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Pontiac's Bonneville sure is an eye-catcher: aggressive, distinctive, even slightly overstated. It backs up its looks with a responsive, sporting personality. The supercharged SSEi, particularly, can run with the best from overseas. Yet underneath those racy lines lives a practical sedan with real full-size room.
The Bonneville was redesigned for the 2000 model year, and has not changed substantially since then. For 2001, the OnStar navigation and security system became standard on all models, and heated front seats joined the option list. Revisions for 2002 are a little more substantial and include new front and rear fascias for the SE trim level, 17-inch wheels for SE and SLE, and more standard equipment all around.
The Pontiac Bonneville's driving characteristics live up to its looks. Even in the standard SE configuration, the Bonneville has enough power to provide respectable performance. Thanks to the engine's relatively large capacity, it has more torque than most of its rivals, and torque is what contributes to quick stoplight getaways and on-ramp acceleration. The four-speed automatic transmission shifts smoothly, and the chassis responds promptly to the driver's input.
Pontiac advertising has bragged for years about a wide track for secure handling. In fact, Pontiac has not built a car with a significantly wider track than anyone else's since 1960. (The Dodge Intrepid covers only a fraction of an inch less road, front and rear.) But never mind.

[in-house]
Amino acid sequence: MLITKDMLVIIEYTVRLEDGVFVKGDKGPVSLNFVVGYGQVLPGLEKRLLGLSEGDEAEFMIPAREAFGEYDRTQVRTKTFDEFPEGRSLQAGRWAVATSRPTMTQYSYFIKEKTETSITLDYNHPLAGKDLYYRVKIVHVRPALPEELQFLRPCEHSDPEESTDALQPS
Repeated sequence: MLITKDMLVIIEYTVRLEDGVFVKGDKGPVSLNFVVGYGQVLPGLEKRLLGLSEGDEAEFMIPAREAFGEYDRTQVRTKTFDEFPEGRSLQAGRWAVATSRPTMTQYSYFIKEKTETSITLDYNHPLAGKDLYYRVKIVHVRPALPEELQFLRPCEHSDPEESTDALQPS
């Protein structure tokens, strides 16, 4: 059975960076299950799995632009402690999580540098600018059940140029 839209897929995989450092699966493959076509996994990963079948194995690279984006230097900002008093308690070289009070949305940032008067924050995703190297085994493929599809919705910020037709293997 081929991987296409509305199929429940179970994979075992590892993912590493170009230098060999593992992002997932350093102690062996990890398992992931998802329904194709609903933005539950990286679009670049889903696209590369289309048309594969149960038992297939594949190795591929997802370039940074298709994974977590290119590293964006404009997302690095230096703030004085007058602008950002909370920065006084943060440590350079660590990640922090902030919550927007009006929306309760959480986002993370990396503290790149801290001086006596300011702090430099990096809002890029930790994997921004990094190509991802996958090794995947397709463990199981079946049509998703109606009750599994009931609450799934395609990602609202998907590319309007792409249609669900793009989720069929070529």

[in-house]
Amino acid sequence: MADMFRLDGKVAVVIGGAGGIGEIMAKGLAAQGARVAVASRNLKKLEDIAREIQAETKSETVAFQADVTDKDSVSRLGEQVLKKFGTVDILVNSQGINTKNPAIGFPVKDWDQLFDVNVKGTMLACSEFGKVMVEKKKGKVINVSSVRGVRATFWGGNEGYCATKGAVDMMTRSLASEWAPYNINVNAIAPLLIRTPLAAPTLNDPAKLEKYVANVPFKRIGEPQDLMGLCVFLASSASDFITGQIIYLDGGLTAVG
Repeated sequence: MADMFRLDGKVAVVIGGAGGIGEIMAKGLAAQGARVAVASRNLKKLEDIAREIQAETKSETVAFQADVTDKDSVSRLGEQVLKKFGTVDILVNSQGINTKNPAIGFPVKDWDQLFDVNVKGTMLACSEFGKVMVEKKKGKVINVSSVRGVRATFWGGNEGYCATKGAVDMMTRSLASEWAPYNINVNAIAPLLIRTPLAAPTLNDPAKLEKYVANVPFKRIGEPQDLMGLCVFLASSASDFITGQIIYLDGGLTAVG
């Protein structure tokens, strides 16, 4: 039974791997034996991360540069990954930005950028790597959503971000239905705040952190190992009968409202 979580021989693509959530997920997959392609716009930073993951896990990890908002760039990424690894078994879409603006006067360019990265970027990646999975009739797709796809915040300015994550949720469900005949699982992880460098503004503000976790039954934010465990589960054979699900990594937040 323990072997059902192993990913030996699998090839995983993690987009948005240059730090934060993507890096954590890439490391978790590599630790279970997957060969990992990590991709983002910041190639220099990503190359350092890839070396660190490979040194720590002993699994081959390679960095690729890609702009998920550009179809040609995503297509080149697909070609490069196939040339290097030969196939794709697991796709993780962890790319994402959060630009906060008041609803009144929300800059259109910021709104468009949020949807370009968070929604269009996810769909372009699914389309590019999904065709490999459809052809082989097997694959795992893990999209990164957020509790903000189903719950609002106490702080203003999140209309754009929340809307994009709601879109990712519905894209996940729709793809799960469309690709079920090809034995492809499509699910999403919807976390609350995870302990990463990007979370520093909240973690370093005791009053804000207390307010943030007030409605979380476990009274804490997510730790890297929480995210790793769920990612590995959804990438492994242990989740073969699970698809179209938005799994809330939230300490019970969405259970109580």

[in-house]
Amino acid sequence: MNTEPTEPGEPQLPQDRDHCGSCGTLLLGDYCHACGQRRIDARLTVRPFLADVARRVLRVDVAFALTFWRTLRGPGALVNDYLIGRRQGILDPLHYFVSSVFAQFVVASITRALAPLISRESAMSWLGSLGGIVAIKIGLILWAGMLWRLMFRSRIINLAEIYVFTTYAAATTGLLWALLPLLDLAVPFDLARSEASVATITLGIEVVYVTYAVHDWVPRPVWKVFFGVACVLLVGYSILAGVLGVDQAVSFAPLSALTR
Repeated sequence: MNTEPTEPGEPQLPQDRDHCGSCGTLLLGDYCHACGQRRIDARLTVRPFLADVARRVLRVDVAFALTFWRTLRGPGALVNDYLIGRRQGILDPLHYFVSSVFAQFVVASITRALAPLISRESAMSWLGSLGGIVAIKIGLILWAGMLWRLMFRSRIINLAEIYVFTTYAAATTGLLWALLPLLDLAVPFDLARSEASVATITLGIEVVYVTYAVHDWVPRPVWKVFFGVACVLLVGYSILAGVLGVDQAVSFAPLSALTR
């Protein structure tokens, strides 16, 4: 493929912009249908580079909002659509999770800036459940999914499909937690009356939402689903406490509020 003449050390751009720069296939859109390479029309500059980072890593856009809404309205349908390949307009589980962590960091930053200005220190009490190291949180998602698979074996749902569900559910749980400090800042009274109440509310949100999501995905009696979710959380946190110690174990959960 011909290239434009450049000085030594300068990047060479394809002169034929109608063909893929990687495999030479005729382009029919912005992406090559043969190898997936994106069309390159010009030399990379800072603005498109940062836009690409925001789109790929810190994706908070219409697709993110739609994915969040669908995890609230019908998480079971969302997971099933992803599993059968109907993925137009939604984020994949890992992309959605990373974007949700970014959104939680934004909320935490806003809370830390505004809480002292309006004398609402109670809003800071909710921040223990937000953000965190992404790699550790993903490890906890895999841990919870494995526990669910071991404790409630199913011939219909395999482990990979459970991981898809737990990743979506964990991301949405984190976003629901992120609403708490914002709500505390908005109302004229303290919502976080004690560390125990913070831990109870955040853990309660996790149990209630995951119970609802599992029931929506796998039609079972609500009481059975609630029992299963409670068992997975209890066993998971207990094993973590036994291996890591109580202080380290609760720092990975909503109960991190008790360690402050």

The Bonneville rides on a stiff body shell and a firm suspension that acquit themselves well on a twisty road. This is a solid-feeling car, one that doesn't wallow like so many full-size American models of years gone by.
Nor does it torque steer, as some other powerful front-drivers do, thanks to its clever suspension design. (Torque steer is the tendency to pull the steering wheel in one direction or the other under hard acceleration.) Traction control ($175 on SE; standard on other Bonnevilles) helps keep the front tires from spinning when accelerating hard. All models ride on an automatic load-leveling rear suspension, which helps keep handling consistent regardless of the number of passengers or amount of luggage aboard.
The SLE and SSEi, with their slightly stiffer suspension, handle better than the SE but still ride without too much harshness. The base SE rides a little softer, but still offers better control than other cars of similar size, such as the Toyota Avalon and Dodge Intrepid.
A clever tire-inflation monitor is a useful standard feature, keeping the driver appraised of the pressure in each tire. StabiliTrak stability control, standard on SSEi, enhances active safety by selectively applying the brakes to the front wheels to counteract skids. The SSEi also comes with GM's Eyecue head-up display, which projects vehicle speed and other information onto the inside of the windshield, just in front of the driver.
Anyone who needs a full-size car, but prefers a car with a sporty personality, should enjoy the Pontiac Bonneville. It has a unique look that fits Pontiac's performance image. The supercharged SSEi offers acceleration performance fully competitive with top near-luxury imports, yet offers much more interior room.
In its base SE form, the Bonneville compares favorably with the Dodge Intrepid and Chrysler Concorde.
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